Furthermore, we once again have Jax refusing to accept responsibility for his role in allowing the school shooting to happen as he passes the blame onto Clay and Galen, who were no doubt also responsible for this catastrophe but why does Jax never accept any sort of personal responsibility?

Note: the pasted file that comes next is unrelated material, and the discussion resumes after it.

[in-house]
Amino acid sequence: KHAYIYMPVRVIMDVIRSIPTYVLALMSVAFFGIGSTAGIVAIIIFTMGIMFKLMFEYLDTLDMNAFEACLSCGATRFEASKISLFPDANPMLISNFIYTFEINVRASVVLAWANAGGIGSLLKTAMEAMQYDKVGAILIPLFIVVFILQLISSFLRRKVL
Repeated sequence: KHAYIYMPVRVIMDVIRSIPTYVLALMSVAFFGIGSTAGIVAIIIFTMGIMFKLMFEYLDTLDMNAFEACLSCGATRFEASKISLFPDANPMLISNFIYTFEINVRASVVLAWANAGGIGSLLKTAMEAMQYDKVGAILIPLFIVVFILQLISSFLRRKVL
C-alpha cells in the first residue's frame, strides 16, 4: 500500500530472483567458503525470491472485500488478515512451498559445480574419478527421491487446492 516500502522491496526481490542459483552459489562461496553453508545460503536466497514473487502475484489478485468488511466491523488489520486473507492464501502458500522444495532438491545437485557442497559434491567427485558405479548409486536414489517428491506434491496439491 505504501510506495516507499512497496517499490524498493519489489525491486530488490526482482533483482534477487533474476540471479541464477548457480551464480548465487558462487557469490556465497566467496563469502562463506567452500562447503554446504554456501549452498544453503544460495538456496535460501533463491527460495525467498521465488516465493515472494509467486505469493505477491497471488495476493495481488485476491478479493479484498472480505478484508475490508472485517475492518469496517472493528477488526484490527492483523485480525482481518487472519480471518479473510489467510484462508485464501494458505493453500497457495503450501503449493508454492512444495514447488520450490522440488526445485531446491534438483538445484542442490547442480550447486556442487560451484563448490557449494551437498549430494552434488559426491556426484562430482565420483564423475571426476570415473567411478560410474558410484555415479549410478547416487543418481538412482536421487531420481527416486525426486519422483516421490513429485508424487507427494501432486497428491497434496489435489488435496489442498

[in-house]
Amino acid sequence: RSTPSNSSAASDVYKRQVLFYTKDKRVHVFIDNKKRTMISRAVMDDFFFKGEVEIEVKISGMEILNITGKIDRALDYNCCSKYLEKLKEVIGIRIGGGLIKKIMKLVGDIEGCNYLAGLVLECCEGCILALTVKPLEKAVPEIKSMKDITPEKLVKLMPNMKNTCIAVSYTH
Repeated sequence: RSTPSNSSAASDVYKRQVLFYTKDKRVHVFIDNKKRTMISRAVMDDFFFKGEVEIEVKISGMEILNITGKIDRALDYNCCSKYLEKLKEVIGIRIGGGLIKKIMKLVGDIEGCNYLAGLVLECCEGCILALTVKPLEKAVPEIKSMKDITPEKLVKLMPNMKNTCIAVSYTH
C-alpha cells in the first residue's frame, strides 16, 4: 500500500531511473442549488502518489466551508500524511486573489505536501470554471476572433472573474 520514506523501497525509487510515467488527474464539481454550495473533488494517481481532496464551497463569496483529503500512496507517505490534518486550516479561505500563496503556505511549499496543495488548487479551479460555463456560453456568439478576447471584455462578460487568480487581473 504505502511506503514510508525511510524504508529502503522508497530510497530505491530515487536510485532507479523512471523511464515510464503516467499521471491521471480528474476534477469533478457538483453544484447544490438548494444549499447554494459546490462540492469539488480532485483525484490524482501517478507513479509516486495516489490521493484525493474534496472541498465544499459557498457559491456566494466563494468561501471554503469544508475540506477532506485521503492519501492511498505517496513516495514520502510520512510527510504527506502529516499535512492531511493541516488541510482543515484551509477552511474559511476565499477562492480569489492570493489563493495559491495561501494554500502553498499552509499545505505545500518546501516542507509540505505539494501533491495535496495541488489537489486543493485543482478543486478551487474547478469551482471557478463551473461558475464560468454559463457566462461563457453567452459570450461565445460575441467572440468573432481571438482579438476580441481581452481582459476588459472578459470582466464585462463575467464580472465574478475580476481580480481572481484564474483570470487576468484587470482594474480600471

In more direct parallels to The Godfather Saga, Jax has just murdered his enemies, put his alliances in order and claims that this bit of bad business is going to set the club down the path to being “legitimate.” This is the lie that has always and will always haunt Jax because like Michael Corleone he believes it. Nero even references The Godfather directly this week in calling his relationship with the club “The Godfather Paradox.” He is referring to the fact that Michael Corleone was very much aware that every time he tried to get further away from the life of crime he wound up becoming even more involved in it.